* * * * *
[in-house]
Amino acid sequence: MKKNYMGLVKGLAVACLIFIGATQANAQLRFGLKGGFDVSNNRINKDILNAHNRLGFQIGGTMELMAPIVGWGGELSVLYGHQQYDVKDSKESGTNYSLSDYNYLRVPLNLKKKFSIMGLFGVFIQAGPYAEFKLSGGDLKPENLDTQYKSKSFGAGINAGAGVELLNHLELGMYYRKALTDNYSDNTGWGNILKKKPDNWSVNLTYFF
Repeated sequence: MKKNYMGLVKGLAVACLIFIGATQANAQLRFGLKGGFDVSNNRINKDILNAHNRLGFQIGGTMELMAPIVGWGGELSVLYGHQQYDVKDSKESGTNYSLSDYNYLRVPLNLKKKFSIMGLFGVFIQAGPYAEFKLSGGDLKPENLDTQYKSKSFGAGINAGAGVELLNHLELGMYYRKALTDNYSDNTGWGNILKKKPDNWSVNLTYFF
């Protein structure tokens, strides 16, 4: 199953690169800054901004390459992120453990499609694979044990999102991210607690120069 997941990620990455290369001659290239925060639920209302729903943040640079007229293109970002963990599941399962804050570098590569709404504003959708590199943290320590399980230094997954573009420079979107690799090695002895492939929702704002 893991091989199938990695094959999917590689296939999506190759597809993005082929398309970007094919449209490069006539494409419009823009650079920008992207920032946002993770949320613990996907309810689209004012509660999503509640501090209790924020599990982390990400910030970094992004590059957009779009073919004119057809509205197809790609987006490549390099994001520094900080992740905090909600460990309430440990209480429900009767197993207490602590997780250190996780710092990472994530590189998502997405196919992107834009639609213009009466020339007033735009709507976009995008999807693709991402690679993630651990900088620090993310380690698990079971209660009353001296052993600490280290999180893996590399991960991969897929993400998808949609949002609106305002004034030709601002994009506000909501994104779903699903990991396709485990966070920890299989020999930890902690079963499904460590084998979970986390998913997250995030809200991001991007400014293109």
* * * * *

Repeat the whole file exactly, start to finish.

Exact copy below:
[in-house]
Amino acid sequence: MKKNYMGLVKGLAVACLIFIGATQANAQLRFGLKGGFDVSNNRINKDILNAHNRLGFQIGGTMELMAPIVGWGGELSVLYGHQQYDVKDSKESGTNYSLSDYNYLRVPLNLKKKFSIMGLFGVFIQAGPYAEFKLSGGDLKPENLDTQYKSKSFGAGINAGAGVELLNHLELGMYYRKALTDNYSDNTGWGNILKKKPDNWSVNLTYFF
Repeated sequence: MKKNYMGLVKGLAVACLIFIGATQANAQLRFGLKGGFDVSNNRINKDILNAHNRLGFQIGGTMELMAPIVGWGGELSVLYGHQQYDVKDSKESGTNYSLSDYNYLRVPLNLKKKFSIMGLFGVFIQAGPYAEFKLSGGDLKPENLDTQYKSKSFGAGINAGAGVELLNHLELGMYYRKALTDNYSDNTGWGNILKKKPDNWSVNLTYFF
């Protein structure tokens, strides 16, 4: 199953690169800054901004390459992120453990499609694979044990999102991210607690120069 997941990620990455290369001659290239925060639920209302729903943040640079007229293109970002963990599941399962804050570098590569709404504003959708590199943290320590399980230094997954573009420079979107690799090695002895492939929702704002 893991091989199938990695094959999917590689296939999506190759597809993005082929398309970007094919449209490069006539494409419009823009650079920008992207920032946002993770949320613990996907309810689209004012509660999503509640501090209790924020599990982390990400910030970094992004590059957009779009073919004119057809509205197809790609987006490549390099994001520094900080992740905090909600460990309430440990209480429900009767197993207490602590997780250190996780710092990472994530590189998502997405196919992107834009639609213009009466020339007033735009709507976009995008999807693709991402690679993630651990900088620090993310380690698990079971209660009353001296052993600490280290999180893996590399991960991969897929993400998808949609949002609106305002004034030709601002994009506000909501994104779903699903990991396709485990966070920890299989020999930890902690079963499904460590084998979970986390998913997250995030809200991001991007400014293109």